Three articles on PainSci cite Apazidis 2011: 1. Complete Guide to Low Back Pain 2. Your Back Is Not Out of Alignment 3. You Might Just Be Weird
PainSci commentary on Apazidis 2011: ?This page is one of thousands in the PainScience.com bibliography. It is not a general article: it is focused on a single scientific paper, and it may provide only just enough context for the summary to make sense. Links to other papers and more general information are provided wherever possible.
“Transitional vertebra” is a fairly common spinal deformity, in which the lowest vertebrae of the spine, the fifth lumbar vertebra, is partially fused to the top of sacrum. This odd hybrid bone is not a proper lumbar vertebra, and certainly not a sacral segment either — thus, it is a “transitional” vertebra.
Do people with this deformity get more back pain? In 2011, Apazidis et al. studied how common these transitional vertebrae are, and whether or not they correlate with low back pain. They found that this common spinal variation is not much more common in people with back pain, and possibly no more common at all:
Although LSTV’s role in low back pain remains controversial, our study has shown that, when the same criteria are used for classification, prevalence among the general population and symptomatic patients may be similar.
As always, this kind of finding is at odds with an entire industry of therapy based on trying to fix subtle alleged biomechanical problems because they allegedly exist and supposedly hurt. And yet here we have a vertebral birth defect that is found in pain-free people about as often as it is found in cases of back pain. Something is wrong with this picture. These results give us yet more evidence that spinal structure is probably not a major factor in back pain. Even if it’s wrong (and there is conflicting evidence, see Sekharappa 2014), it’s extremely unlikely to drive as much pain as we thought.
~ Paul Ingraham
original abstract †Abstracts here may not perfectly match originals, for a variety of technical and practical reasons. Some abstacts are truncated for my purposes here, if they are particularly long-winded and unhelpful. I occasionally add clarifying notes. And I make some minor corrections.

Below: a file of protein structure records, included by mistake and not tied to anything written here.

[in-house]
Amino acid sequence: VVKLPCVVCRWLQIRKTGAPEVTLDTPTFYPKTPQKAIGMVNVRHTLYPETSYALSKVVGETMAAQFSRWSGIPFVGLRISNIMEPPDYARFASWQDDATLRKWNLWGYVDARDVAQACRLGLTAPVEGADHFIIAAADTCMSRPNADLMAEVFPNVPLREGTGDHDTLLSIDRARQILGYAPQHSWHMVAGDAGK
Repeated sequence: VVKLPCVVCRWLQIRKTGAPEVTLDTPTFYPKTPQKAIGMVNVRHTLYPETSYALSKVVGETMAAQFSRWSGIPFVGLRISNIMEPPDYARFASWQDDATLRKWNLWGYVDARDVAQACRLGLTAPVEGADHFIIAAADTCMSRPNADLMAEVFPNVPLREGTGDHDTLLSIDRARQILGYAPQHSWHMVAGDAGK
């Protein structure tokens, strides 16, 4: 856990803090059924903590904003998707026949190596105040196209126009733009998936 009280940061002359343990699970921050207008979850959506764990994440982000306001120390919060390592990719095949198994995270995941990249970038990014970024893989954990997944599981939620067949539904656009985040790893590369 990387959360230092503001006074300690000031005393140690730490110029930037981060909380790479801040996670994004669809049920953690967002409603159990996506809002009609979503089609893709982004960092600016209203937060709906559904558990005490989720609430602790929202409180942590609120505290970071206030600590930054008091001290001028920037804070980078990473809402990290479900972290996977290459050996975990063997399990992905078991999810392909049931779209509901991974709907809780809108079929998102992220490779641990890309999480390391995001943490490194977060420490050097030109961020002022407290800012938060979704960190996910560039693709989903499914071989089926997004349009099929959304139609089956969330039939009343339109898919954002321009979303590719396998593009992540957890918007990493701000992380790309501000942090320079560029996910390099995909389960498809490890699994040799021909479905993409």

BACKGROUND CONTEXT: Lumbosacral transitional vertebrae (LSTVs) are a congenital vertebral anomaly of the L5-S1 junction in the spine. This alteration may contribute to incorrect identification of a vertebral segment, leading to wrong-level spine surgery and poor correlation with clinical symptoms. Although several studies describe the occurrence of this anomaly in back pain populations, investigation of the prevalence in the American general population is lacking.
PURPOSE: To establish the prevalence rates for LSTVs in the general population.
STUDY DESIGN: Retrospective review.
PATIENT SAMPLE: Consecutive kidney-urinary bladder (KUB) radiographs of subjects from the past 2 years (2008-2009).
OUTCOME MEASURES: Clinical demographics, number of lumbar vertebrae, L5-S1 transverse process (TP) height, and rib length.
METHODS: Consecutive adult KUB studies of adult subjects were queried with clear visibility of the last rib's vertebral body articulation, all lumbar TPs, and complete sacral wings. Exclusion criteria consisted of any radiologic evidence of previous lumbosacral surgery that would obstruct our measurements. A total of 1,100 abdominal films were reviewed, and 211 were identified as being adequate for the measurement of the desired parameters.
RESULTS: Two hundred eleven subjects were identified as eligible for the study, and 75 (35.6%) were classified as positive for a transitional lumbosacral vertebra. The most common anatomical variant was the Castellvi Type IA (14.7%). The average age at the time of the KUB study was 59.8 years (18-95 years). One hundred ninety-seven subjects (93.4%) presented five lumbar (nonribbed) vertebrae, and only 14 (6.6%) had six lumbar vertebrae.
CONCLUSIONS: The significance of lumbosacral transitional level changes to the establishment of pain, degenerative changes, stenosis, and disc disease have been well documented in symptomatic patients. Although LSTV's role in low back pain remains controversial, our study has shown that, when the same criteria are used for classification, prevalence among the general population and symptomatic patients may be similar.
- “Lumbosacral transition vertebra: prevalence and its significance,” Vijay Sekharappa, Rohit Amritanand, Venkatesh Krishnan, and Kenny Samuel David, Asian Spine Journal, 2014.
This page is part of the PainScience BIBLIOGRAPHY, which contains plain language summaries of thousands of scientific papers & others sources. It’s like a highly specialized blog. A few highlights:
- The CANBACK trial: a randomised, controlled clinical trial of oral cannabidiol for people presenting to the emergency department with acute low back pain. Bebee 2021 Med J Aust.
- Relationships Between Sleep Quality and Pain-Related Factors for People with Chronic Low Back Pain: Tests of Reciprocal and Time of Day Effects. Gerhart 2017 Ann Behav Med.
- Modulation in the elastic properties of gastrocnemius muscle heads in individuals with plantar fasciitis and its relationship with pain. Zhou 2020 Sci Rep.
- Association Between Plantar Fasciitis and Isolated Gastrocnemius Tightness. Nakale 2018 Foot Ankle Int.
- A Bayesian model-averaged meta-analysis of the power pose effect with informed and default priors: the case of felt power. Gronau 2017 Comprehensive Results in Social Psychology.